For pure battery chemistry, I would prefer to always have a smart charger connected. Letting them self-discharge can drastically reduce their capacity unknowingly.

    Savage: If I were storing remotely I would completely agree. Different topic however.

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    #4
    Drain IS the problem, but depending on how the boat, and its accessories are wired determines what the total draw will be. The figures for items in your boat/motor has nothing to do with what the draw may be on the OP's boat. For instance If the OP is powering his NMEA 2000 straight from the battery with no switch, but you have yours wired to a switch, then both boats could have very different draw totals.

    Automatic bilge pumps are wired straight to the battery and are another source for battery drain. If your boat is outside with a leaky cover, or no cover, and it rains a lot, then the pump is going to run a lot.

    Sometimes people leave devices on by accident.....The cut-off switch prevents the battery from using power when you don't want power used. If the switch fails it can be easily bypassed, but if the battery is dead.......it's dead.

    Lastly, if the OP's battery is no longer going dead, after sitting, since the switch install........Then he DID have a draw, and his battery is then proven to be GOOD because it now has sufficient power after sitting for an extended period of time.
    I do NOT suffer from CP, Compressor Paranoia (fear that my compressor will someday fail)

    Don't take others for granted, show appreciation.
    There is no substitute for experience!

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    #5
    Probably the GPS antenna.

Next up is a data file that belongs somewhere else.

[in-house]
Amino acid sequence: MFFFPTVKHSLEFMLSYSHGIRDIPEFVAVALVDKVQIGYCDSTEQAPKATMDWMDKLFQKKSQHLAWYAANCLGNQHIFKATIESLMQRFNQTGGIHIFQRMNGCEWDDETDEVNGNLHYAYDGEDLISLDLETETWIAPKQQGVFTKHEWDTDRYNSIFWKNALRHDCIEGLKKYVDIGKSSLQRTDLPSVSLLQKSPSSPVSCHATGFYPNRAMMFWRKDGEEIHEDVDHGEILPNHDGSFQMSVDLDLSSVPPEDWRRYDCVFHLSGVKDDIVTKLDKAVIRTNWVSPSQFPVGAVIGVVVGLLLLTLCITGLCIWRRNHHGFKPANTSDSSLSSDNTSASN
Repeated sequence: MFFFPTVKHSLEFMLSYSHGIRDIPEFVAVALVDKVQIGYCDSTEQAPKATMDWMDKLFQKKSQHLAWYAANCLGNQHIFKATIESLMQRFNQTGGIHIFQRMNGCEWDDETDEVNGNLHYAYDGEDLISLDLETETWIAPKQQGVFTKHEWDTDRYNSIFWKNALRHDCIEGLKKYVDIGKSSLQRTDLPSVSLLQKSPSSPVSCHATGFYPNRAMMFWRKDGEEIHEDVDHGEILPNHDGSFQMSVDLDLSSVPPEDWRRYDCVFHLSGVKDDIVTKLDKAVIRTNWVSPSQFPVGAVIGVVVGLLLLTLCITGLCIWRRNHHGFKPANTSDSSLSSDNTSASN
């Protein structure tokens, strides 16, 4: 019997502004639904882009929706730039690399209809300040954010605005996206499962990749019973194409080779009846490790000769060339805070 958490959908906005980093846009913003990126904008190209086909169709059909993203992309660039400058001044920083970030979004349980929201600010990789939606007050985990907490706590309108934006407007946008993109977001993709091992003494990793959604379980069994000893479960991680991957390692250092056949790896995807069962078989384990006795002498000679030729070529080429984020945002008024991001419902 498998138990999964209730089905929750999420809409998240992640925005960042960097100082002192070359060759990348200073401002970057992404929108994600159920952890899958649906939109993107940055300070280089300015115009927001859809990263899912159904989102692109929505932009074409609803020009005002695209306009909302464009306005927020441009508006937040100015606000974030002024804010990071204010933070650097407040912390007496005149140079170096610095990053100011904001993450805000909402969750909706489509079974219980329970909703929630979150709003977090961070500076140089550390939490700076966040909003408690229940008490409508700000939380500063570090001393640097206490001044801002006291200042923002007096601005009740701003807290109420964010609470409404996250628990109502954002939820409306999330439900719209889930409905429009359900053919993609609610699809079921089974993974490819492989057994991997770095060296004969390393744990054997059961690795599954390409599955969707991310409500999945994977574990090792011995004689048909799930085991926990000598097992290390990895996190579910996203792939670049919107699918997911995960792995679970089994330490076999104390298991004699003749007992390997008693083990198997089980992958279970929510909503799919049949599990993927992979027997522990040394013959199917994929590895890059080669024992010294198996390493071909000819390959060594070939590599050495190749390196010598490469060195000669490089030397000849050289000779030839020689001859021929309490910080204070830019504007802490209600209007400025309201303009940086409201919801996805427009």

7. Member
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    #6
    OK, I'll bite. HOW are we storing the boat? ON the water? On the trailer? On the trailer my bilge pump won't be a drain because it won't ever be turned on, and since the plug is only in when I am on the water, the bilge would drain before the switch would float anyway. He mentioned at a storage facility. Is it a lift and store or a trailer and store? Again, the latter would not need a bilge pump

    I can't imagine electronics needing that kind of power, however.

    If I were storing for months, the batteries would not be in the boat in the first place. A battery should not be left unattended for 90 days or more anyway, they self-discharge even when not connected to anything. For that length of time, I would take 'em home and keep them on a good maintenance charger

    Again, just my $.02... Anyone is free to use whatever they want, this is a hobby for most.

    And in closing, I would NOT power an NMEA or anything else directly off of the battery. That is beyond illogical to me as a computer person. Running off a battery, things need to be shut off, just as in an automobile.